The number of British companies entering administration is at its lowest level since 2005 despite continued turmoil on the high street.
Figures from the accountants PricewaterhouseCoopers suggest the health of UK businesses is stronger than expected at the end of a quarter that saw established retailers such as Blockbuster, Jessops and HMV collapse. PwC said the number of administrations across the country fell 32 per cent to 490 during the three months ending 31 March, compared with the same period in 2012.
Overall, the construction, manufacturing and retail sectors are still the worst hit by the economic downturn, with retail in particular failing to follow the overall downwards trend.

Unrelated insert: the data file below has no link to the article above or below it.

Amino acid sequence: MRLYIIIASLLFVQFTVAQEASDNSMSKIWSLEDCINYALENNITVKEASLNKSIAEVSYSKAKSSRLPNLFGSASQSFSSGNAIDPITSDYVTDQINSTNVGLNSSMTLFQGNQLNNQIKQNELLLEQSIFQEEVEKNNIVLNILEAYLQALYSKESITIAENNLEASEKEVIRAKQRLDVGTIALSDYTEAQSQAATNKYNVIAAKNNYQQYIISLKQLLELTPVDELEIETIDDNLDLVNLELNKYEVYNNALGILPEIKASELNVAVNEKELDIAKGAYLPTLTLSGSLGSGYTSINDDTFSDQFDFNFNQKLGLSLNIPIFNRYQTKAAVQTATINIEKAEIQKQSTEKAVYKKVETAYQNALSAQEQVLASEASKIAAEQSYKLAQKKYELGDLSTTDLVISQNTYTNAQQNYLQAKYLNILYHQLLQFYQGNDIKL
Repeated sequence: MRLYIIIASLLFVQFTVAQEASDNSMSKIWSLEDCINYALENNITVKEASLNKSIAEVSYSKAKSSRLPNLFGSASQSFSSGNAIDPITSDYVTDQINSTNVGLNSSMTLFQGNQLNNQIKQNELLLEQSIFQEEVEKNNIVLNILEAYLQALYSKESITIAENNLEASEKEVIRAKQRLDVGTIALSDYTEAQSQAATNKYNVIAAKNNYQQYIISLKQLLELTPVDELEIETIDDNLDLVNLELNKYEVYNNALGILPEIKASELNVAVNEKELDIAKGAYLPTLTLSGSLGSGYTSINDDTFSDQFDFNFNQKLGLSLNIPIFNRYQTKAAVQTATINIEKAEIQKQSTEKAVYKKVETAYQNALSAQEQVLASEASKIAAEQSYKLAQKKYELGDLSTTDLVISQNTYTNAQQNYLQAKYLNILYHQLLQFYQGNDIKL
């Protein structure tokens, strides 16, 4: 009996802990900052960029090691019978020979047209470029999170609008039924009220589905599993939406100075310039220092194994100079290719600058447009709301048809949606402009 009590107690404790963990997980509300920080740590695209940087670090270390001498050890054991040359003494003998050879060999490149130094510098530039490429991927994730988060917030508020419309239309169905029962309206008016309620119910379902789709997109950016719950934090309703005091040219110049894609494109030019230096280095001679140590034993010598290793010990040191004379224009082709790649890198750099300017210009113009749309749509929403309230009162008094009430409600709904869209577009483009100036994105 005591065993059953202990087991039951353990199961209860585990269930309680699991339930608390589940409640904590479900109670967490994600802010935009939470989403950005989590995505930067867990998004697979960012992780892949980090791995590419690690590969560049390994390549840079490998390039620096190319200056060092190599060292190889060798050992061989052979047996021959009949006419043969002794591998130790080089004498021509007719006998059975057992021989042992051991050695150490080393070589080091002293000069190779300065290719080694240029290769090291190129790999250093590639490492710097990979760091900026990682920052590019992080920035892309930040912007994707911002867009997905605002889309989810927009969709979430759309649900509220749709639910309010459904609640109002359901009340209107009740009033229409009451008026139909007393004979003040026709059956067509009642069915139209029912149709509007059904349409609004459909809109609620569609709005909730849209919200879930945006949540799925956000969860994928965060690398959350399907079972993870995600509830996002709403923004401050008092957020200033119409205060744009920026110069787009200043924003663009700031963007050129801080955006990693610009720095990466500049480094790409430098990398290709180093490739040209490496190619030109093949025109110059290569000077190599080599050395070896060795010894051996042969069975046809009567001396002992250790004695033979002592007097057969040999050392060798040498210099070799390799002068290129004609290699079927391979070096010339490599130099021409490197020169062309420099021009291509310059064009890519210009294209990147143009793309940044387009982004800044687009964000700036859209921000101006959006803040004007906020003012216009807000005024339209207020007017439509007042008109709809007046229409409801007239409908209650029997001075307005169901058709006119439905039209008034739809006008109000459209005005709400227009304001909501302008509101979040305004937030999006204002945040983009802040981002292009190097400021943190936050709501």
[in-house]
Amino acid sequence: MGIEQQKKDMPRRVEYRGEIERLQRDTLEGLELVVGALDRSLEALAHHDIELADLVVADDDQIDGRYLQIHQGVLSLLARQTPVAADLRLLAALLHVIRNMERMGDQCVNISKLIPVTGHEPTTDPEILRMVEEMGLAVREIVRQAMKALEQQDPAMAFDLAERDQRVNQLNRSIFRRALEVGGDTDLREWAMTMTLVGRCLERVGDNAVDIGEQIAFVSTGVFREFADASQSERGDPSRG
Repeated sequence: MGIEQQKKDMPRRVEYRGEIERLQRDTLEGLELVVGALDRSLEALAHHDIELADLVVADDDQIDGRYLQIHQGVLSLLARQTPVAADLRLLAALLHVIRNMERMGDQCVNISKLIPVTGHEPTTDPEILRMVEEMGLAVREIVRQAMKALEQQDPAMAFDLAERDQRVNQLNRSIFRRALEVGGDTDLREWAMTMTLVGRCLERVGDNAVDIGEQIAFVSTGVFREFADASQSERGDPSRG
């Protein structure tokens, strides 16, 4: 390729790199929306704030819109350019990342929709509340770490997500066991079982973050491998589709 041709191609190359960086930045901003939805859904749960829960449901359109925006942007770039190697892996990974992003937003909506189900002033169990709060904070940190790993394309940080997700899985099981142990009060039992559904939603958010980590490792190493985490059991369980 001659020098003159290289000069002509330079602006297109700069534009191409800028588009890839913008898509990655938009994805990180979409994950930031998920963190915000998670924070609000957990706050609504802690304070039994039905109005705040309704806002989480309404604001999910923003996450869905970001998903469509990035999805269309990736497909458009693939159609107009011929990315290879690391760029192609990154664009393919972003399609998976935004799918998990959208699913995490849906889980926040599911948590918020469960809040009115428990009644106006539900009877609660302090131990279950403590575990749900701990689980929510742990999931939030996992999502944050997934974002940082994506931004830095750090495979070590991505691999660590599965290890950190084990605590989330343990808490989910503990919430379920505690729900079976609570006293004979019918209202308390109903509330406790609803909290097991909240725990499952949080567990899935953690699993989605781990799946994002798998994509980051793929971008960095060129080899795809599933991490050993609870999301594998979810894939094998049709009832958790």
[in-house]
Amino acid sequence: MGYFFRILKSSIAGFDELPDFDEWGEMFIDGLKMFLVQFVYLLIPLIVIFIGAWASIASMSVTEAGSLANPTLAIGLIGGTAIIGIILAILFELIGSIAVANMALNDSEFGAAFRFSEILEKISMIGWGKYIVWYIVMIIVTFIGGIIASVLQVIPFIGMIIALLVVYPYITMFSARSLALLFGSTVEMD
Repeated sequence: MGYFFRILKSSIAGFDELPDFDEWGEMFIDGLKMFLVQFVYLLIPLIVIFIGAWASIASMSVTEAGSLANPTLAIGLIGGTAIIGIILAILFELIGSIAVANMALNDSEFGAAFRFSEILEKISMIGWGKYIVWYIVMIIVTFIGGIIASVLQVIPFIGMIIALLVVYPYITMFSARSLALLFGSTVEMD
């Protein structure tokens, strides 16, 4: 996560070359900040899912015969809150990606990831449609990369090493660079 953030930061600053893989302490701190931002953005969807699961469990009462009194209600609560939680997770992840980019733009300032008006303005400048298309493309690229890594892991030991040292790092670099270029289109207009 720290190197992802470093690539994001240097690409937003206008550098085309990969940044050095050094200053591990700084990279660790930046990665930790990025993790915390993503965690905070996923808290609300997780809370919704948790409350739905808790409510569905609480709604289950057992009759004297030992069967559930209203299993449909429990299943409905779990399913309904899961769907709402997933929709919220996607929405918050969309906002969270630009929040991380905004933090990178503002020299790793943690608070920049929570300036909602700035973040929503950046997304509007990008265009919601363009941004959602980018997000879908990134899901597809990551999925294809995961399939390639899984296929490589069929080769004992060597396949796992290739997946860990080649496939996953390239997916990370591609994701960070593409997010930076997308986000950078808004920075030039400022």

The North-east and Cumbria and the North-west were the only two areas since the last quarter of 2012 to record a rise in insolvencies – a term that also covers Company Voluntary Arrangements.
Mike Jervis, a partner at the accountancy firm PwC,was bullish about the outlook for UK companies. "Administrations have dropped below the 500 mark for the first time since 2005, alongside other insolvency processes. Perhaps this is an early sign of confidence returning and also maybe a sign of some economic recovery," he said.
"Some believe that the period of recovery immediately after recession creates more company insolvencies as asset values rise because creditors can take advantage of this and management over-trades. I don't believe this will happen this time – management teams and stakeholders are sophisticated, responsible and measured and have learnt some hard lessons".
He added: "The challenge now is for the survivors to work out how to grow in what remains a stagnant UK environment."